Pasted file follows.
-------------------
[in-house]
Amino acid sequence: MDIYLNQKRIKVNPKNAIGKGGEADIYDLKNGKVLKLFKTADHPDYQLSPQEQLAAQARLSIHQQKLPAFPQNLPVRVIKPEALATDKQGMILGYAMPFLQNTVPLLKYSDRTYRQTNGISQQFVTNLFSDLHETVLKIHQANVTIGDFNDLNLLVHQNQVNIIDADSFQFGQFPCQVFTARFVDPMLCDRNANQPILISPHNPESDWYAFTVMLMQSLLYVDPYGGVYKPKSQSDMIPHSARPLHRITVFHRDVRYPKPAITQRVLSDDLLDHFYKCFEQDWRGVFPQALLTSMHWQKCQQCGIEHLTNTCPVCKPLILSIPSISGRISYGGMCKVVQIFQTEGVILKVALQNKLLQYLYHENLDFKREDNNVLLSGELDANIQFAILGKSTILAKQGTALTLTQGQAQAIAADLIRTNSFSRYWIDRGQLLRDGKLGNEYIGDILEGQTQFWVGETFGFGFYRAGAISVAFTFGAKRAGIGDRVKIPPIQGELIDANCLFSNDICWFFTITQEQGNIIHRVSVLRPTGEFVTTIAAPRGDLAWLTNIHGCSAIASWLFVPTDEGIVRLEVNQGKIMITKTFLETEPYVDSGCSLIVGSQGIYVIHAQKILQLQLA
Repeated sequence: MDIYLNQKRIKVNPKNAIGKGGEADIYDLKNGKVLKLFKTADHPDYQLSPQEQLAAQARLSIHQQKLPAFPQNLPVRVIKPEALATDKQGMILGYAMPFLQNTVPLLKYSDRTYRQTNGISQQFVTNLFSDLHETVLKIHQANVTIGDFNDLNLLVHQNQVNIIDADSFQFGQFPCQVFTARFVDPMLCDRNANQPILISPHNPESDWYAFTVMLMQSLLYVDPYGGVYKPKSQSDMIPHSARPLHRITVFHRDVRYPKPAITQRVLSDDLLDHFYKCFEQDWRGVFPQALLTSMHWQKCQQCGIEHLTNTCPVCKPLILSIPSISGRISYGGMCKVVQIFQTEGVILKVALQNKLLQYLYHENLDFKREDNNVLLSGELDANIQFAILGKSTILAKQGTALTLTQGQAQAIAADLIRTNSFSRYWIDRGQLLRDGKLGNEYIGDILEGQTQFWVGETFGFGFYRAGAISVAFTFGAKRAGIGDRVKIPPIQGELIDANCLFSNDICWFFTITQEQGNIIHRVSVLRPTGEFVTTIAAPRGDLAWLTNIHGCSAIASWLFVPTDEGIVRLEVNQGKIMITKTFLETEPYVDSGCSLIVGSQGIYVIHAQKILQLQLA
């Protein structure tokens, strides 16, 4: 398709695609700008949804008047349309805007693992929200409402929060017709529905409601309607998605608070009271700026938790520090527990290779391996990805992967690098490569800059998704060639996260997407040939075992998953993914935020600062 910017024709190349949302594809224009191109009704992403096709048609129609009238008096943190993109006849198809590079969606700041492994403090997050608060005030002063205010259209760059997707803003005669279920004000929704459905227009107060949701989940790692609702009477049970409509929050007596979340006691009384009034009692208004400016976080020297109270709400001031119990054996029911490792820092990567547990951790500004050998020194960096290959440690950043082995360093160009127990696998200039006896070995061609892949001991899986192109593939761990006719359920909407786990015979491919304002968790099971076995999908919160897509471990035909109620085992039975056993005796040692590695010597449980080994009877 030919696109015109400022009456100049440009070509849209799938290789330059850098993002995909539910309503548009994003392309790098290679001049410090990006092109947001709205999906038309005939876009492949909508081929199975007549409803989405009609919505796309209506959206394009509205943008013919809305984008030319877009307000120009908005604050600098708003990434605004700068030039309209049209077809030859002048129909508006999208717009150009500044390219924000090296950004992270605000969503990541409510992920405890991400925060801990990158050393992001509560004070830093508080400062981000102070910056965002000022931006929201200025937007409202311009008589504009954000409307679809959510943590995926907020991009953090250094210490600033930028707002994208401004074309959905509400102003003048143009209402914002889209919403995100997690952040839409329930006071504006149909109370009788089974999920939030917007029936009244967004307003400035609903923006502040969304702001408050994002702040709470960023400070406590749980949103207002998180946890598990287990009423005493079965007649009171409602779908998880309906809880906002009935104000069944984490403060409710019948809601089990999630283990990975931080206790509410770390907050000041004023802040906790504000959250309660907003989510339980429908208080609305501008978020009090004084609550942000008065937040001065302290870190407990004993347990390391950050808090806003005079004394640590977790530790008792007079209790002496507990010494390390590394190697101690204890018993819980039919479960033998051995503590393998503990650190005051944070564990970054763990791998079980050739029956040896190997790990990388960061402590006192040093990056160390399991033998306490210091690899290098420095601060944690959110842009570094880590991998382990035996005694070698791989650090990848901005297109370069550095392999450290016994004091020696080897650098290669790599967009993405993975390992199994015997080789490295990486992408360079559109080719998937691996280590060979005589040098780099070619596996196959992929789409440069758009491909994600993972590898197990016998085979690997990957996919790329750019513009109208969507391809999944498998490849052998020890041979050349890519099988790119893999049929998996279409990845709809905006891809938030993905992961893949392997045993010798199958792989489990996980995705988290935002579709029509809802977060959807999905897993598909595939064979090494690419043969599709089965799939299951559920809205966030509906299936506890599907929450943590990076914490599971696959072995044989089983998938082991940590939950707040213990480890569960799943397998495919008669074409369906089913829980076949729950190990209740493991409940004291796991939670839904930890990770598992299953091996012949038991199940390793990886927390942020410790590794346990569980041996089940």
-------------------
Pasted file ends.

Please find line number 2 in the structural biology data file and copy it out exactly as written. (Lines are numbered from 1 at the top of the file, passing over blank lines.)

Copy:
Amino acid sequence: MDIYLNQKRIKVNPKNAIGKGGEADIYDLKNGKVLKLFKTADHPDYQLSPQEQLAAQARLSIHQQKLPAFPQNLPVRVIKPEALATDKQGMILGYAMPFLQNTVPLLKYSDRTYRQTNGISQQFVTNLFSDLHETVLKIHQANVTIGDFNDLNLLVHQNQVNIIDADSFQFGQFPCQVFTARFVDPMLCDRNANQPILISPHNPESDWYAFTVMLMQSLLYVDPYGGVYKPKSQSDMIPHSARPLHRITVFHRDVRYPKPAITQRVLSDDLLDHFYKCFEQDWRGVFPQALLTSMHWQKCQQCGIEHLTNTCPVCKPLILSIPSISGRISYGGMCKVVQIFQTEGVILKVALQNKLLQYLYHENLDFKREDNNVLLSGELDANIQFAILGKSTILAKQGTALTLTQGQAQAIAADLIRTNSFSRYWIDRGQLLRDGKLGNEYIGDILEGQTQFWVGETFGFGFYRAGAISVAFTFGAKRAGIGDRVKIPPIQGELIDANCLFSNDICWFFTITQEQGNIIHRVSVLRPTGEFVTTIAAPRGDLAWLTNIHGCSAIASWLFVPTDEGIVRLEVNQGKIMITKTFLETEPYVDSGCSLIVGSQGIYVIHAQKILQLQLA